The Heavenly Father eBook

This eBook from the Gutenberg Project consists of approximately 237 pages of information about The Heavenly Father.
which goes beyond the tomb, every look directed towards a world superior to our present destinies.  But take courage.  This flame lighted on the earth, and which is evermore directed towards heaven, has passed safely through rougher storms than those which now threaten it; it has shone brightly in thicker darkness than that in which men are laboring so hard to enshroud it.  It is not going to be extinguished, be very sure, before the affected indifference of a few wits of our day, and the haughty disdain of a few contemporary journalists.

In a word, Gentlemen,—­to take the idea of God as it has been handed down to us, and to study its relation to the reason, the heart, and the conscience of man,—­this is my proposed method of proceeding.  To show you that this idea is truth, because it satisfies the conscience, the heart, and the reason—­this is the object I have in view.  Of this object I am sure you feel the importance:  nevertheless, and that we may be more alive to it still, I propose to you to sound with me the abysses of sorrow and darkness which are involved in those terrible words—­“without God in the world.”

FOOTNOTES: 

[2] Aux grimpeurs des Alpes.

[3] Psalm cxxxix. 7-10.

[4] J.J.  Rousseau.

[5] Les Origines Indo-Europeennes, by Adolphe Pictet, ii. 651.

[6] Cleanthes, Hymn to Jupiter.

[7] Sophocles, OEdipus R.

[8] Handbuch der gesammten aegyptischen Alterthumskunde, von Dr. Max Uhlemann.  Leipzig, 1857.

[9] Institutions divines, ii. 1.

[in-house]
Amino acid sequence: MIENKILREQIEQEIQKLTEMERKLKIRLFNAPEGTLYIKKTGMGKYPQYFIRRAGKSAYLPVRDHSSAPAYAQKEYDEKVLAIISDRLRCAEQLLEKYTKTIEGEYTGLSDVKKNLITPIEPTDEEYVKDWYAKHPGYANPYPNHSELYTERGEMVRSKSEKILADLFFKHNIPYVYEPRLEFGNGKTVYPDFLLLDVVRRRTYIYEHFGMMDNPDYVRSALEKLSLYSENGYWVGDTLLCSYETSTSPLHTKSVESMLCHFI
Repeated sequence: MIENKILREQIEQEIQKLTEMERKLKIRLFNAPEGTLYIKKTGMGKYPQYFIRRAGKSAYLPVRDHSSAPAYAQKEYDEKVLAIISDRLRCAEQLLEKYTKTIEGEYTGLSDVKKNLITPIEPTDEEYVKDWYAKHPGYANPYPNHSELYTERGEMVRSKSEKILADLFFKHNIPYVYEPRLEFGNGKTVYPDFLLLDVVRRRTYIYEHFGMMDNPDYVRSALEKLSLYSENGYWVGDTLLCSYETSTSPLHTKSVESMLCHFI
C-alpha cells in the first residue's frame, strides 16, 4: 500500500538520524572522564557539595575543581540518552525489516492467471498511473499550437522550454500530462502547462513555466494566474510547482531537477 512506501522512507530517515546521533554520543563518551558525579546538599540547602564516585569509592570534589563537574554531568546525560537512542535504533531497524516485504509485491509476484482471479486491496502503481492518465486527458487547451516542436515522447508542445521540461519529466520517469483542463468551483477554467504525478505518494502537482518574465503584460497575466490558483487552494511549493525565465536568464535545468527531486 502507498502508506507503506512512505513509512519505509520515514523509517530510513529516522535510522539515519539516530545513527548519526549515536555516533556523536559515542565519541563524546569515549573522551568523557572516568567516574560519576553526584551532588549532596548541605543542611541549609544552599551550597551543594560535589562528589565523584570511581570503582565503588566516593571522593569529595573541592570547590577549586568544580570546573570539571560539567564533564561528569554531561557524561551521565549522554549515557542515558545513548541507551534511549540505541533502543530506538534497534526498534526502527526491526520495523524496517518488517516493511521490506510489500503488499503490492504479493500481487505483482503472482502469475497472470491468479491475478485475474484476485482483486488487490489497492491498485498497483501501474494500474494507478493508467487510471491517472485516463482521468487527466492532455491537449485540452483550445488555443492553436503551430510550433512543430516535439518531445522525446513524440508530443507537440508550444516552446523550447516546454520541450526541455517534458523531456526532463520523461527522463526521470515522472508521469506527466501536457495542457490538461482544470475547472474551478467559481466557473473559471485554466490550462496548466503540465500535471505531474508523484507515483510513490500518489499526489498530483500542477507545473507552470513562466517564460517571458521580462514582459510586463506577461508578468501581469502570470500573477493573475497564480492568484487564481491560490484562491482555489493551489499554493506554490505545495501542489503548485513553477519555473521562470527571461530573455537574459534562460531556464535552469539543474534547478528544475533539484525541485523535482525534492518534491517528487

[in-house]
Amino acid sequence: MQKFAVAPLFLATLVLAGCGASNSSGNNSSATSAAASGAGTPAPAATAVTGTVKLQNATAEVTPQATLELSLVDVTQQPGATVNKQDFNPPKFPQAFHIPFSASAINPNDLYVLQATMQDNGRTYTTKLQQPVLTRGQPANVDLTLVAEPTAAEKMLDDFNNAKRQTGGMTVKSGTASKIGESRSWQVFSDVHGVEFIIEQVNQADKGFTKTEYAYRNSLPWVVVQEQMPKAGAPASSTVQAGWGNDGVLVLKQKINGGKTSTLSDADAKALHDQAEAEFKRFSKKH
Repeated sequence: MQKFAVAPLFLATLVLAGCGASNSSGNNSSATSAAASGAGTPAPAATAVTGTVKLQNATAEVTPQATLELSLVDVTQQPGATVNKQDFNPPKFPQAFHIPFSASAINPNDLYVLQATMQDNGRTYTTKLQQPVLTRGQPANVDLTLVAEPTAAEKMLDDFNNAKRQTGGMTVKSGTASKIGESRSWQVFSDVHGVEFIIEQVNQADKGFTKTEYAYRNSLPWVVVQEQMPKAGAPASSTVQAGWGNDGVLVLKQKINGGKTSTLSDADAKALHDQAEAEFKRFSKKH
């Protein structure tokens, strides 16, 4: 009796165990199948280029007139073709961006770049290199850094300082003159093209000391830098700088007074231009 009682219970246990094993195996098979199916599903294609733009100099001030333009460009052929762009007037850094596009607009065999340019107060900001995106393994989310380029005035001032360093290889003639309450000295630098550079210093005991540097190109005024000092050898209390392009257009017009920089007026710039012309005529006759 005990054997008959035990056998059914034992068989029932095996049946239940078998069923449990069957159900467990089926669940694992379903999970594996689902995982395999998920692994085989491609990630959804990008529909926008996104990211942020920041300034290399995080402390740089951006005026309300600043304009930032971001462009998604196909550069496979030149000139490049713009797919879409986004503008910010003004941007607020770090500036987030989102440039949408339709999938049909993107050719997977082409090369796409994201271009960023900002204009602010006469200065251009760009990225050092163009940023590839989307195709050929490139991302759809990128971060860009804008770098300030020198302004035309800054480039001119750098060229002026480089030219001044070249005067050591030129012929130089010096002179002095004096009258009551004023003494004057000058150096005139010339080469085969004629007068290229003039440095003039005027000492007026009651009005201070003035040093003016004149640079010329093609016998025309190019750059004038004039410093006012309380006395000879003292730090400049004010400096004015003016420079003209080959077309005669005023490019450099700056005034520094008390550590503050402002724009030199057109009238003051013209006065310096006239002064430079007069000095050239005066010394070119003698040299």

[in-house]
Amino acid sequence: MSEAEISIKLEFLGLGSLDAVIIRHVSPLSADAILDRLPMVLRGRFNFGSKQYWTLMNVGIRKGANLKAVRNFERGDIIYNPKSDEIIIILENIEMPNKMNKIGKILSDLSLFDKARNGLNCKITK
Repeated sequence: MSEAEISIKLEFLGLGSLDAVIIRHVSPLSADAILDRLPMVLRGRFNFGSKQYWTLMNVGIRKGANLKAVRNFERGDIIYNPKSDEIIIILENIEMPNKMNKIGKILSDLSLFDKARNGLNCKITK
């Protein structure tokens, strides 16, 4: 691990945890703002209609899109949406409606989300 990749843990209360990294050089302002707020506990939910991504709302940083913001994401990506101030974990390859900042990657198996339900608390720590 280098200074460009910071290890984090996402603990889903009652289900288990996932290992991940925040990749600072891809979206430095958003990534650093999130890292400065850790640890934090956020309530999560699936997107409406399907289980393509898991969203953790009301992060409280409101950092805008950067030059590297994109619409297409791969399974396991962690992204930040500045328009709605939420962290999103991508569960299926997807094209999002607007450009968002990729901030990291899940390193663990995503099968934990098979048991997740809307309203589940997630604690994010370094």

[10] Id.

[11] Deutsche Mythol. Third edition, page lxiv.

[12] Annales de philosophie chretienne, t. 59, p. 228._r_.

[13] Les Origines Indo-Europeennes, ii. 720.

[14] J’ai mon Dieu que je sers, vous servirez le votre.

[15]

                          Il faut craindre le mien;
     Lui seul est Dieu, Madame, et le votre n’est rien.

[16]

Leve, Jerusalem, leve ta tete altiere! 
Les peuples a l’envi marchent a ta lumiere.

[17] Etudes Orientales, par Adolphe Franck, p. 427.

[18] Barthelemy St. Hilaire, in the Seances et travaux de l’Academie des sciences morales et politiques, LXX., p. 134.

LECTURE II.

LIFE WITHOUT GOD.

(At Geneva, 20th Nov. 1863.—­At Lausanne, 13th Jan. 1864.)

GENTLEMEN,

I propose to examine to-day what are the consequences for human life of the total suppression of the idea of God.  This suppression is the result of atheism properly so called:  it is also the result of scepticism raised into a system.  The soul which doubts, but which seeks, regrets, hopes, is not wholly separated from God.  It gives Him a large share in its life, inasmuch as the desire which it feels to meet with Him, and the sadness which it experiences at not contemplating Him in a full light, become the principal facts of its existence.  But doubt adopted as a doctrine realizes in its own way, equally with atheism properly so called, life without God, the mournful subject of our present study.

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The Heavenly Father from Project Gutenberg. Public domain.
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